Source:The Architectural Revew
As we near the end of the fossil fuel era, building in stone offers a hopeful future for construction
Imagine you suddenly had to build a new house for everyone in the world. Let’s say 7 billion people spontaneously need a 25m2 living space which we propose to form with a 200mm reinforced stone slab. How much stone would we need? Is there enough? The total volume of used stone would be 35km3, equating to to a hole of roughly 40km square and 20m deep. This is a big hole, but in global terms it’s a pinprick: the Earth’s crust has a volume in excess of 5 billion km3. Between 5 and 70km deep it is mainly granite under the land, and under the sea it is mainly basalt. Stone is being replenished all the time through plate tectonics in unimaginable volumes. It is inexhaustible, a replenishable natural resource created by geothermal energy.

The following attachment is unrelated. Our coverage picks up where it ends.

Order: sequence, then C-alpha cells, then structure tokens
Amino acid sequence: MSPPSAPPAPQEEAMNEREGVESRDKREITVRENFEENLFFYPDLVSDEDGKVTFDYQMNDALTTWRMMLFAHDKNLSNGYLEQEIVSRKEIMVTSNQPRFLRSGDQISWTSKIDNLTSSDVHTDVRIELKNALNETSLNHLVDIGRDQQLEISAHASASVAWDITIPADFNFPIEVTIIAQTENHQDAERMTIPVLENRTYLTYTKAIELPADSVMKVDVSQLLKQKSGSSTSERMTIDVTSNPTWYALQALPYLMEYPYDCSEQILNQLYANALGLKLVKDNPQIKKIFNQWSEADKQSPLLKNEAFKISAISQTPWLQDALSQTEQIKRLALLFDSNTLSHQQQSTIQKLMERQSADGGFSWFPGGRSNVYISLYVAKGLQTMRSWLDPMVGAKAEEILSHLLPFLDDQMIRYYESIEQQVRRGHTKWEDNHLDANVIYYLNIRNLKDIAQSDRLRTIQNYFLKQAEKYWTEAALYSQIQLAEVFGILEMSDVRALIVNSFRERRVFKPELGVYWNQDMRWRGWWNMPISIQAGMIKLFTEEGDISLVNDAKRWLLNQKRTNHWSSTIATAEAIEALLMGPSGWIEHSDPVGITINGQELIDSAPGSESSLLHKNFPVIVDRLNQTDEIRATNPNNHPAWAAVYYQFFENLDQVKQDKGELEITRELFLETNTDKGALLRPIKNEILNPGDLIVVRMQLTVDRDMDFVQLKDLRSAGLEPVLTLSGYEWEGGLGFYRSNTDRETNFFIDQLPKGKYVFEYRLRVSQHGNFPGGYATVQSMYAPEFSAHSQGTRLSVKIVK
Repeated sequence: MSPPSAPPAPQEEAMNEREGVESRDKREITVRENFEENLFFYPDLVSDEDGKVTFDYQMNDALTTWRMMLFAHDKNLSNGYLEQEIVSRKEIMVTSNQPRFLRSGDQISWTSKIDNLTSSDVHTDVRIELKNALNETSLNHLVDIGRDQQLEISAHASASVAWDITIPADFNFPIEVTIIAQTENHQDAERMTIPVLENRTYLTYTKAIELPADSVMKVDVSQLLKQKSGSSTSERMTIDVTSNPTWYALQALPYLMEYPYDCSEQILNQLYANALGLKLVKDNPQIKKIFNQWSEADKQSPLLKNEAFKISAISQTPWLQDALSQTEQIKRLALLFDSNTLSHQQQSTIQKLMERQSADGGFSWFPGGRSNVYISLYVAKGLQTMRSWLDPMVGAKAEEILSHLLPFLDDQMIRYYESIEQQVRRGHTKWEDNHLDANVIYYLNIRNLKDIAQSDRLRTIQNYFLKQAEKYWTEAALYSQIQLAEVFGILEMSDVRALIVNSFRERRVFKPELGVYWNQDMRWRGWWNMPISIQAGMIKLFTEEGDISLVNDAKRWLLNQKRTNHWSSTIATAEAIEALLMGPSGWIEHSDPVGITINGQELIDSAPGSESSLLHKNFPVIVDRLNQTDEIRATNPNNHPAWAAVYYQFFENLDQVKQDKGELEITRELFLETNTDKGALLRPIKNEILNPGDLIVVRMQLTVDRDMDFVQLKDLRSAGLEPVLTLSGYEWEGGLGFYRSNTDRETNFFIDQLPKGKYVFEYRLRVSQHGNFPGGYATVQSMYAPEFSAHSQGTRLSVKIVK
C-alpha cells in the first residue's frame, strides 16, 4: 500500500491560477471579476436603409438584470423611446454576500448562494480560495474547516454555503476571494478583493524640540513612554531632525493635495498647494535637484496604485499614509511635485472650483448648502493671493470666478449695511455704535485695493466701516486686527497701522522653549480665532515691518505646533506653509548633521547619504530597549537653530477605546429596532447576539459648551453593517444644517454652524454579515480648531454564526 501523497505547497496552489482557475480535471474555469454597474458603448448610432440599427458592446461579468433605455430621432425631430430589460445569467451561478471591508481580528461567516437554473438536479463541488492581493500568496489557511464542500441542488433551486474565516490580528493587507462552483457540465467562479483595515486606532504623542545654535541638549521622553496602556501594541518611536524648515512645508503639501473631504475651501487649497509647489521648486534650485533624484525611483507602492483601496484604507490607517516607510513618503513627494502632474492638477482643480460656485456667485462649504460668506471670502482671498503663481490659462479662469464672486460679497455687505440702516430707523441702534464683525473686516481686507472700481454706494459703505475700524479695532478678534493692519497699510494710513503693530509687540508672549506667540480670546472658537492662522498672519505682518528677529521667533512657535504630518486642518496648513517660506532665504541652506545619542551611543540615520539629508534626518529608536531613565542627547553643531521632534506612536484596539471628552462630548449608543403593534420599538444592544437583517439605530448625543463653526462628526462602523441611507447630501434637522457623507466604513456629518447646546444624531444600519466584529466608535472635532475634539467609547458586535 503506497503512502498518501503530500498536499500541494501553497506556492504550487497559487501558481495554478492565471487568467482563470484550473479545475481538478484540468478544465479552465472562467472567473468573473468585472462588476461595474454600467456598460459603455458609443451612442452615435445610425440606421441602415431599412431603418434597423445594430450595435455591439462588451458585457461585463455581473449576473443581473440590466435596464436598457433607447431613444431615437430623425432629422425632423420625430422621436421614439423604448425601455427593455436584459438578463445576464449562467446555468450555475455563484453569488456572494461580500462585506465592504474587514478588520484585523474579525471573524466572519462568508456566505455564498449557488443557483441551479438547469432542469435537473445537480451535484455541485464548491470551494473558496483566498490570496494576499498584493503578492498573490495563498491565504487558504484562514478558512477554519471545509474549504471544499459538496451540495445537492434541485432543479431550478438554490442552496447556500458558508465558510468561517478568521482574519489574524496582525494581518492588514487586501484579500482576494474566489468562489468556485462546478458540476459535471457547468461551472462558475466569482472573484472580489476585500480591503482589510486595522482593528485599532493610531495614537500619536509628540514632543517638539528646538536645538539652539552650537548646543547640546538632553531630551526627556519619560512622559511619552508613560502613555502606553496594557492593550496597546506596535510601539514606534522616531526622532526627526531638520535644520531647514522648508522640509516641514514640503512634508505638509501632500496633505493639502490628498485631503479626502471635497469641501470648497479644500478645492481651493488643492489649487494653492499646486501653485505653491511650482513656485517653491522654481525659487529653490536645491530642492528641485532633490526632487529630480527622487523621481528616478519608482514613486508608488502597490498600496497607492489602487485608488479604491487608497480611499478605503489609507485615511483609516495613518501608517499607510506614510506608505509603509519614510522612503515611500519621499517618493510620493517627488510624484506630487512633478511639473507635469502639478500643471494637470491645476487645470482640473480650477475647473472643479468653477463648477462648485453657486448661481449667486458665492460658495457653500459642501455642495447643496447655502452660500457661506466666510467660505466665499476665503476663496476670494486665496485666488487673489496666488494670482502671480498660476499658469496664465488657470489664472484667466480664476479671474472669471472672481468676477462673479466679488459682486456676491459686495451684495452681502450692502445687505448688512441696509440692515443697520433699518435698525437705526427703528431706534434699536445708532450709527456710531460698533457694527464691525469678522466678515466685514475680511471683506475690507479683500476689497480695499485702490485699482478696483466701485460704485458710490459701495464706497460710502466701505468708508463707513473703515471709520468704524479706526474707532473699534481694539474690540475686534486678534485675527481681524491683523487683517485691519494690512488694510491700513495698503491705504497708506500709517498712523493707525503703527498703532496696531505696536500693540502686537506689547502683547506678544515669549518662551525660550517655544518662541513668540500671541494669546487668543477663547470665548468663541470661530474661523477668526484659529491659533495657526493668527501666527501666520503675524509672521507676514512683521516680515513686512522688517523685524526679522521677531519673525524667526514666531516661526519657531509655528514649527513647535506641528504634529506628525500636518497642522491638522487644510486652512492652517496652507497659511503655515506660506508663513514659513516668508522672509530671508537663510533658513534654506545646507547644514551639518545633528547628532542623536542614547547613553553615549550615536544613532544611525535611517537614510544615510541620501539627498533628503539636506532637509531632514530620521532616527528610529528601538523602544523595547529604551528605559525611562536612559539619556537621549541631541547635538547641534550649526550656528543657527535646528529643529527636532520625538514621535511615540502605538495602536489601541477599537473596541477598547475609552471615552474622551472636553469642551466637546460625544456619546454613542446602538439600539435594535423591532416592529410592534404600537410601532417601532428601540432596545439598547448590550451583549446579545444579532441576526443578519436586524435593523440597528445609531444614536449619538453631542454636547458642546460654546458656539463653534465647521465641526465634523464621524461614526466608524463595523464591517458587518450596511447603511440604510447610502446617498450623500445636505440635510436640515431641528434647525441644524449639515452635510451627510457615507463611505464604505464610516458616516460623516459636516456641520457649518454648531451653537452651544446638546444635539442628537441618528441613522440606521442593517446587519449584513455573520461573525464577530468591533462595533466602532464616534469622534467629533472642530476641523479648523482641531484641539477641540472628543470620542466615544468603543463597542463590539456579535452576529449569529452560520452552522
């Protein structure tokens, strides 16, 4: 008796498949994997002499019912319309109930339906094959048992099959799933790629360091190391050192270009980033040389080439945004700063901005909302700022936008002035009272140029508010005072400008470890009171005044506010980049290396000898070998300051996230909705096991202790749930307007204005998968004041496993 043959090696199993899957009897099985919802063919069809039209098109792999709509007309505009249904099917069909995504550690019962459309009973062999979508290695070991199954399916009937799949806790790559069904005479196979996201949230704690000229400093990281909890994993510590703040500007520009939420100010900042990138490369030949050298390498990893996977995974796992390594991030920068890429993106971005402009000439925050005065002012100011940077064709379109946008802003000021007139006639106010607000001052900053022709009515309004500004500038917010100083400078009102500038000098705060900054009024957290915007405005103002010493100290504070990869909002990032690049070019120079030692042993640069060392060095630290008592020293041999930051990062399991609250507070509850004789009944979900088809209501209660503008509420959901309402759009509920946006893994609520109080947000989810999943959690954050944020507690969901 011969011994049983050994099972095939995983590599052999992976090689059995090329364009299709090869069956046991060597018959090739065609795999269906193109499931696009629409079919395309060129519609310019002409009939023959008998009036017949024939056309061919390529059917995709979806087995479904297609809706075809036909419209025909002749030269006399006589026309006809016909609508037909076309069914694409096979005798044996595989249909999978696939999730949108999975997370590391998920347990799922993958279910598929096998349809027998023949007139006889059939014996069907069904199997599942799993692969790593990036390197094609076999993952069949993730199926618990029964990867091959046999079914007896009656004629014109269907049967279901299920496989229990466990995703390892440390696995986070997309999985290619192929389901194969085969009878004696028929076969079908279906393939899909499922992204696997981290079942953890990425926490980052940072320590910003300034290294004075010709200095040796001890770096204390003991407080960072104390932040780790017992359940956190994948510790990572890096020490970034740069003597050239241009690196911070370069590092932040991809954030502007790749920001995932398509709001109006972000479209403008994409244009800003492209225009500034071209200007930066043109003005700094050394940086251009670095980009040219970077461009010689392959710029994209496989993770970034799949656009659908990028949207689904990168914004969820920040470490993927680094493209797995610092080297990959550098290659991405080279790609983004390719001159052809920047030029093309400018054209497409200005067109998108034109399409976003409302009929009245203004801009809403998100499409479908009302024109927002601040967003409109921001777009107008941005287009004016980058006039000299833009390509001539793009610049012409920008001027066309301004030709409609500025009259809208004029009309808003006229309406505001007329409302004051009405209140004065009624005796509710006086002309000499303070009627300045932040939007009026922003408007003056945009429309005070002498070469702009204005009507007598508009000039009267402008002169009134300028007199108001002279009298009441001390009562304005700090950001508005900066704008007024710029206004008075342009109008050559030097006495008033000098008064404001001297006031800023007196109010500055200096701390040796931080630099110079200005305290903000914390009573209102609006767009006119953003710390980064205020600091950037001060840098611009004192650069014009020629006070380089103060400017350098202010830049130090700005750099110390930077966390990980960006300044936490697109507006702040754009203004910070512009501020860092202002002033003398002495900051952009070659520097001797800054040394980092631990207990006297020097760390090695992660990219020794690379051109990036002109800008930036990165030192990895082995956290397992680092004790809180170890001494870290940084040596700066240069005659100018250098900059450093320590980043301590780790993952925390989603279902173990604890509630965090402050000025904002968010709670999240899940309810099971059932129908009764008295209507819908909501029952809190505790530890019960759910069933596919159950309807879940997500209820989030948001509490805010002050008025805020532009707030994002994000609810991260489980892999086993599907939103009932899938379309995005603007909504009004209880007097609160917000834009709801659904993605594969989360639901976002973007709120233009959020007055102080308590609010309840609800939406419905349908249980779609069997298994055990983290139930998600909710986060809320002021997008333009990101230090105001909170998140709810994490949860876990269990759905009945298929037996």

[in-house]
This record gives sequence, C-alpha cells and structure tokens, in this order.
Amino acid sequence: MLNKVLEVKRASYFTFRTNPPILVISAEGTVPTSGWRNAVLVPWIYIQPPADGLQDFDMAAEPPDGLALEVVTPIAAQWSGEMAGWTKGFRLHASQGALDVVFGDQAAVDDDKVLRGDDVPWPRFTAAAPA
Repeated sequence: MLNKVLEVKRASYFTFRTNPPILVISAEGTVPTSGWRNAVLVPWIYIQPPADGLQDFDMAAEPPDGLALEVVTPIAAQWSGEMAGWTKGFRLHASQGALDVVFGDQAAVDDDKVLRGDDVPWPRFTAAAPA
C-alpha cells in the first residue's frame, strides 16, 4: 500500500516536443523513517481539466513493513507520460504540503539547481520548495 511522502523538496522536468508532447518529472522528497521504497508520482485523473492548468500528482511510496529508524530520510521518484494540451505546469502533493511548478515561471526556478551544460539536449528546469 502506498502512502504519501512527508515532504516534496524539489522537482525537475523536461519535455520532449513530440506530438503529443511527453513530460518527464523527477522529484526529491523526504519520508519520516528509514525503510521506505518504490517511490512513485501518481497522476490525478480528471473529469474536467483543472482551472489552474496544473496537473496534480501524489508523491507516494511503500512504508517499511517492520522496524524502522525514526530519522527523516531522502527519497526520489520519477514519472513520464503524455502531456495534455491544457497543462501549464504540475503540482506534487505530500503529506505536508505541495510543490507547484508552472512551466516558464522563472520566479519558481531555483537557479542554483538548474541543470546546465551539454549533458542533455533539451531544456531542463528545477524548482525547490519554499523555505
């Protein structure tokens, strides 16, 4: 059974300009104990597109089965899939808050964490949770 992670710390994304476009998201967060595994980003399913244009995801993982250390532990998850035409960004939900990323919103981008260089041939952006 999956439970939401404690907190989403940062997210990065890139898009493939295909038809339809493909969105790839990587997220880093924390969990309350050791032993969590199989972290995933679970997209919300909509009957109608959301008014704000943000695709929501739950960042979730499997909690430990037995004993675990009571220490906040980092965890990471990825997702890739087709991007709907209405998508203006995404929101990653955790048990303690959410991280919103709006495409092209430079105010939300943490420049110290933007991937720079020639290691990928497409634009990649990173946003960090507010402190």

Almost all construction materials are extracted like stone. Timber, one of the few which isn’t, is considered a sustainable material with good reason, but growing it occupies a lot of space with monocultural forests for long periods of time. A tree takes 25 years to grow 1.5m3 of material. If we quarry the stone under the tree we get 500m3 of stone in a month. Although quarrying is highly intrusive and disruptive while it is being carried out, fully exploited quarries can be returned to nature, backfilled with unwanted spoil or reused for other purposes. The quarry that supplied most of the distinctive sandstone for all of Edinburgh’s New Town, built in the 18th and 19th centuries, has now been filled in and forgotten, sitting under Craigleith Sainsbury’s car park.